pain management

Addicted to Fitness Show Notes – Our Whole Body Cryotherapy Experience

Hope you are ready to chill with us on this episode as we get into a review and interview on cryotherapy.

Nick speaks with Jeff Houghtaling, who is the manager of the Tampa location of US Cryotherapy Tampa, a franchise based out of California. They discuss the difference between US Cryo’s whole body cryotherapy (WBC) and the partial body cryotherapy aka cryo-saunas (i.e. different cooling component, more thermoreceptors stimulate, breathing in cold air, etc. – more info).

They also chat about the WBC chamber, which a group of ETT clients bravely jump into later in the episode.

The benefits of cryotherapy are varied and attract a number of different types of clientele – from athletes to people looking to reduce wrinkles.

Because the therapy uses pretty extreme cold temperatures, there is quite a good deal of safety equipment and procedures include covered hands, feet, ears, nose and mouth, along with limited exposure times (3 minutes is the max for the full WBC chamber).

Nick shares his initial reaction on how much more intense the full chamber was than a cryo-sauna.

There’s more to the cryotherapy facilities than just the chamber, there’s a warm-up area and Jeff describes all the various equipment they have. While it’s not mandatory, there are some benefits that Jeff goes through why the equipment should be used.

The ETT team ventured into the unknown with a group therapy session and we interview everyone for their reactions after emerging from the frosty chamber, including frozen eyelashes (probably good to not wear mascara in the chamber).

These heat photos track the before and after from Nick and my trip into the WBC chamber.

Overall the whole crew’s experience was really positive and almost everyone walked out wanting to try it again in the future. Armed with a new appreciation for the cold, US Cryotherapy taught us all about our limitations and that we can all use a good chill from time to time.

Don’t forget to drop us a line between podcasts and keep the feedback coming either on Facebook or by leaving a review in the iTunes store.

Links for this week’s episode

iTunes: https://itunes.apple.com/us/podcast/our-first-whole-body-cryotherapy/id1121420986?i=1000379748600&mt=2

Android: http://subscribeonandroid.com/addictedtofitness.libsyn.com/rss

Website: http://addictedtofitness.libsyn.com/our-first-whole-body-cryotherapy-experience

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Addicted to Fitness Show Notes – First Floatation Therapy Experience

It’s Shannon and I’d like to welcome you to my inaugural Addicted to Fitness Show Notes post. Seeing as Nick went on a little excursion for the latest podcast episode without me (how dare he?!), I’m taking on the recap without his input. Hope you enjoy!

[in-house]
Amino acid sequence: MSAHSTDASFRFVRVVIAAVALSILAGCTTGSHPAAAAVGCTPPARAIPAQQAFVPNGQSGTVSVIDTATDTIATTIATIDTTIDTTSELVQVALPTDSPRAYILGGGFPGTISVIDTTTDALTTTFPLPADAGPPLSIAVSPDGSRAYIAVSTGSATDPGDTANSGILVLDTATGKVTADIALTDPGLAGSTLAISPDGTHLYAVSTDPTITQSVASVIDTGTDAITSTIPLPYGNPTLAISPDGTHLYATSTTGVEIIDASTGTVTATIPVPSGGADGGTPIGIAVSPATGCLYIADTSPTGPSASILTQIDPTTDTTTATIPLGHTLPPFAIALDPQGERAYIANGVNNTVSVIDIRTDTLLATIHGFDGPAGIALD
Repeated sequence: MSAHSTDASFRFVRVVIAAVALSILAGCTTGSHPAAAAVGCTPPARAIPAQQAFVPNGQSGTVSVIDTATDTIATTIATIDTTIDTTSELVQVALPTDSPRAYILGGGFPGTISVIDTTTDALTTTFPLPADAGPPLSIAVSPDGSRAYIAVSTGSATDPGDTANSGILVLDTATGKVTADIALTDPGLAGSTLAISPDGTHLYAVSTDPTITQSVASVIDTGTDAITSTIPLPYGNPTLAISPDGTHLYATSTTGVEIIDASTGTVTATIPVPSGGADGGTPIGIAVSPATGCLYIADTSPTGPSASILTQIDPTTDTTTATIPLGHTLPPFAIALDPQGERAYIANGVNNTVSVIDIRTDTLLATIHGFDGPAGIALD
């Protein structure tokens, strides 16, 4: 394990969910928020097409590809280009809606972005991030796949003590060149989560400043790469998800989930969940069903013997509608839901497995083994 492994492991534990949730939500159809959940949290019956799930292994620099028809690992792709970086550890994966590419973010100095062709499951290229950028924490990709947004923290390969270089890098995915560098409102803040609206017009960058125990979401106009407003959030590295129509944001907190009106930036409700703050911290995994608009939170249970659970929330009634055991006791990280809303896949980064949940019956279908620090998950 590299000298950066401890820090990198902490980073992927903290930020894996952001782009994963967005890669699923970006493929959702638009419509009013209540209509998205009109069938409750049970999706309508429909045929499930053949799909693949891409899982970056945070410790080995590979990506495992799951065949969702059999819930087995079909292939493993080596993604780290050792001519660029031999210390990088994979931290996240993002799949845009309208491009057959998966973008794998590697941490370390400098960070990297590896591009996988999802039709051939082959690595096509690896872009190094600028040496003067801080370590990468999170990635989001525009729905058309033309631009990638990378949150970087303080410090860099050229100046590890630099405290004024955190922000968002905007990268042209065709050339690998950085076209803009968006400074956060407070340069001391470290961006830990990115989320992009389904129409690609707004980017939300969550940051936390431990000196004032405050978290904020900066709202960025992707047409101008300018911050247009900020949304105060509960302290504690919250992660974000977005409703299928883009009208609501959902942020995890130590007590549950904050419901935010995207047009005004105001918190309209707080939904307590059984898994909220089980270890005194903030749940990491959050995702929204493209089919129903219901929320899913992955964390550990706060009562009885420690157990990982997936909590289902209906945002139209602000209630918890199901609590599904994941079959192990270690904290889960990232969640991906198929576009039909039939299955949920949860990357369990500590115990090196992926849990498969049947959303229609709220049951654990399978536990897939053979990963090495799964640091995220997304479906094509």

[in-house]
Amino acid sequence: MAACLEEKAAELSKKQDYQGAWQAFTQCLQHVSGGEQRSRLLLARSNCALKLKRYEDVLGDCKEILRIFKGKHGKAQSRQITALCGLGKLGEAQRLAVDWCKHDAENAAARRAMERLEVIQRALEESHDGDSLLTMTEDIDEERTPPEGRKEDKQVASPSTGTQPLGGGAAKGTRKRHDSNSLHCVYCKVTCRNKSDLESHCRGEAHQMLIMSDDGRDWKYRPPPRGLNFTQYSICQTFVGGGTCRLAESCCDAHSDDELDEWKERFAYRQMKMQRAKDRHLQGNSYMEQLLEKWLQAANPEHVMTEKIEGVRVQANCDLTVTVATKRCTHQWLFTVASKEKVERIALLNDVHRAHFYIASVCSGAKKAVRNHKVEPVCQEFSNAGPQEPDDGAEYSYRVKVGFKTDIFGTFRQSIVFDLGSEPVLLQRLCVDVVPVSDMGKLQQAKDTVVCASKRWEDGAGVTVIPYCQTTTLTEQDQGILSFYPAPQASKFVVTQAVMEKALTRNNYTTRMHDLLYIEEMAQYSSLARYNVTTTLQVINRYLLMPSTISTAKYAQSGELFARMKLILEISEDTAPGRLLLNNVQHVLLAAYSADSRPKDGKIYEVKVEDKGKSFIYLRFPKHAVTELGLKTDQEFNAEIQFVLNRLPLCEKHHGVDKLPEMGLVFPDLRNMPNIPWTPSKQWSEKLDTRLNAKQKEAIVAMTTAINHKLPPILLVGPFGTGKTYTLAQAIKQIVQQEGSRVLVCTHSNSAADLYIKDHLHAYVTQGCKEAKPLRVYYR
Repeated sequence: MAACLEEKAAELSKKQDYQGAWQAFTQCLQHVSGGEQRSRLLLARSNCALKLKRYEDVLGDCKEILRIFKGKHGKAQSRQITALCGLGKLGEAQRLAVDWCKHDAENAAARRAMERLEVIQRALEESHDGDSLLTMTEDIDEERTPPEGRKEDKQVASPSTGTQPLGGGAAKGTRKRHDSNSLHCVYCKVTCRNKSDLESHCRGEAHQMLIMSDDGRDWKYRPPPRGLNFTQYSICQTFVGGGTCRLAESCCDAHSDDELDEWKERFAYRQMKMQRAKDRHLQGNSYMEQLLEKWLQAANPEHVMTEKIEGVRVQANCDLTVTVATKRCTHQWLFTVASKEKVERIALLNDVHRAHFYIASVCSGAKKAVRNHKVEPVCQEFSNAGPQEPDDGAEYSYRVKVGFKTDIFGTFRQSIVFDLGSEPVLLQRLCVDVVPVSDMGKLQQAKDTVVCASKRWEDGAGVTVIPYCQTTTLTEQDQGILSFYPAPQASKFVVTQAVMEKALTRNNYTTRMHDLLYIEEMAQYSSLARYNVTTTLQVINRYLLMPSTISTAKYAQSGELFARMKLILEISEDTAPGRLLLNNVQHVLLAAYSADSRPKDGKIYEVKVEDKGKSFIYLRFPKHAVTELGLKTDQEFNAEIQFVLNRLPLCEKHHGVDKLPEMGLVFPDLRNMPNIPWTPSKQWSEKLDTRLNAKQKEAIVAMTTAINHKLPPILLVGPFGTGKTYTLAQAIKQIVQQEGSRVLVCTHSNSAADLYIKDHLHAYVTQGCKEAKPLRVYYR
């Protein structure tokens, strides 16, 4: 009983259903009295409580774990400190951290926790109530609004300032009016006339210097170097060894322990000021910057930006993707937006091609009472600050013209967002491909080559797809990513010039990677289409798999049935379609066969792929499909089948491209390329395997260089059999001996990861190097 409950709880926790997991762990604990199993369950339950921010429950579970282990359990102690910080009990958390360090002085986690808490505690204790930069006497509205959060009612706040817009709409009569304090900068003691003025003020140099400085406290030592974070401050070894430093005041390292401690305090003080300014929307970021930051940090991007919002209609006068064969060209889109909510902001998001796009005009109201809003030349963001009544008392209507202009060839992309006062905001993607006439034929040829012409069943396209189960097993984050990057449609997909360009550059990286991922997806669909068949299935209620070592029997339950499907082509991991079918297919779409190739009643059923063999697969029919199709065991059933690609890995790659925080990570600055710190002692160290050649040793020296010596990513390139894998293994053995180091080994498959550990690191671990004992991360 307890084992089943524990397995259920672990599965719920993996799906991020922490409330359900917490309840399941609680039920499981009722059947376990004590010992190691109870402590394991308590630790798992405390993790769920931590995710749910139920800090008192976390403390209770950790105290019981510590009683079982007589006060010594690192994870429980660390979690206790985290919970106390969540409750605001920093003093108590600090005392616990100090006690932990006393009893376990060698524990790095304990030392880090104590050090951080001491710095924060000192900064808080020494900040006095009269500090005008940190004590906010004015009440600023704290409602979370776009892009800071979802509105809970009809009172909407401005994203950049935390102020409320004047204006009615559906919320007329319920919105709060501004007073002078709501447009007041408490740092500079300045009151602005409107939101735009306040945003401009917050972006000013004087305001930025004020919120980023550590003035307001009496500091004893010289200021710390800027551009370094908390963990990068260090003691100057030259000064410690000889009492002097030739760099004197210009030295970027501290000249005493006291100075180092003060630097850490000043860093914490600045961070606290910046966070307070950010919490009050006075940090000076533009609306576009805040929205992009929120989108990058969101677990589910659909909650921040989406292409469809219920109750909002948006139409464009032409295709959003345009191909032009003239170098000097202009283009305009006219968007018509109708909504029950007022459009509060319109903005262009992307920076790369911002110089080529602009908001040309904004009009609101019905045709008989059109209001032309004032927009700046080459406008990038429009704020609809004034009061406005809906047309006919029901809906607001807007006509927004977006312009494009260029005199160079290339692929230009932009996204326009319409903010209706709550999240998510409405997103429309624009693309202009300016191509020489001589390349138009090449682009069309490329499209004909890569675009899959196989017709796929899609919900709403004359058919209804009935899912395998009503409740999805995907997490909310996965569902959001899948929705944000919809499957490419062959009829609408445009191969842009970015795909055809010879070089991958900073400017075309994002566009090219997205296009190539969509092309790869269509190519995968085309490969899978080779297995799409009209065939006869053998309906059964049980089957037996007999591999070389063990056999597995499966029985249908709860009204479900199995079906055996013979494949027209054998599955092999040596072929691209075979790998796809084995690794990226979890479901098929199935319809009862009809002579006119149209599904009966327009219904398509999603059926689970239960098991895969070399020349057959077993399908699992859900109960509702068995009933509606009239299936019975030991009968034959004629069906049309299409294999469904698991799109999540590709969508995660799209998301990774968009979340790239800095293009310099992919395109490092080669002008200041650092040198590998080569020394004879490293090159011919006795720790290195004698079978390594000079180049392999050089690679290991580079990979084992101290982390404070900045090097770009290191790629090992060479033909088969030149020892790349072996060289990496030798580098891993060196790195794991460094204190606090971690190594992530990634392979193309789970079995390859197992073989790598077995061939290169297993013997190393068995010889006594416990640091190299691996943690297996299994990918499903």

If you’ve made it through the eight episodes of Netflix’s Stranger Thingsyou’ll recall a specific scene where a giant pool was filled with salt and water in the middle of an abandoned gym to create a makeshift sensory deprivation tank that allows El to fall deep into her thoughts to track down the Demogorgon.

This may sound a bit on the sci-fi side. You might even think I’m pulling your leg.

Does such a thing exist outside of top-secret labs?

In fact, it does! Floatation therapy has been popping up in cities with more scientific credibility offering promises of improved calm, supple skin and clear creative consciousness. Convenient enough to tack onto the end of a long workday or even during a long lunch, fitness centers, spas and health clinics are adding floatation tanks and offering 60-90 minute sessions.

One such location, Sacred Floats & Gems Company in Seminole Heights (Tampa), hosted Nick for his first experience at getting tanked. The manager, Memi, and her colleague Grant guided him through the experience expertly, answering his many questions.

One of those questions, you might be thinking as well – Is it true that the point is to block out all outside stimuli?

Believe it! Each tank (for one) is filled with water (usually only about 11 inches) and 1000 pounds of Epsom salts (which are actually skin nourishing magnesium sulfate) to ensure anyone will float. Seriously, anyone.

screen-shot-2016-11-20-at-6-38-00-pm[Image Source: sfgcompany.com]

As the floater, you strip down to your birthday suit and lay in the water – a lovely 93.5 degrees – and immediately feel like as though you’re floating in outer space, a sensation helped along by the fact the inside of the tank is pitch black. You let your body go, drop your ears beneath the surface of the water and enjoy the total lack of light or sound.

It’s just you, the sounds of your breath, and whatever voices and thoughts you need to quiet down in your head. After an hour to an hour and a half, your mind quiets and you may even find yourself drifting off to sleep.

Nick dives in and shares the details of his experience, along with an interview with Memi, in episode #26 of our podcast. Float on over and check it out!

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After listening to this episode, we’d love to hear what you think. You can always leave comments below, email us at elementaltampa@gmail.com or better yet, give us a rating and review in the iTunes store. We strive to give you interesting and helpful health & fitness information each week. We enjoy producing the podcast and we hope you enjoy listening. Thanks again for all your support and have a healthy & happy holiday week.

Links to this week’s episode

iTunes: https://itunes.apple.com/us/podcast/our-first-floatation-therapy/id1121420986?i=1000378089494&mt=2

Android: http://subscribeonandroid.com/addictedtofitness.libsyn.com/rss

Website: http://addictedtofitness.libsyn.com/our-first-floatation-therapy-experience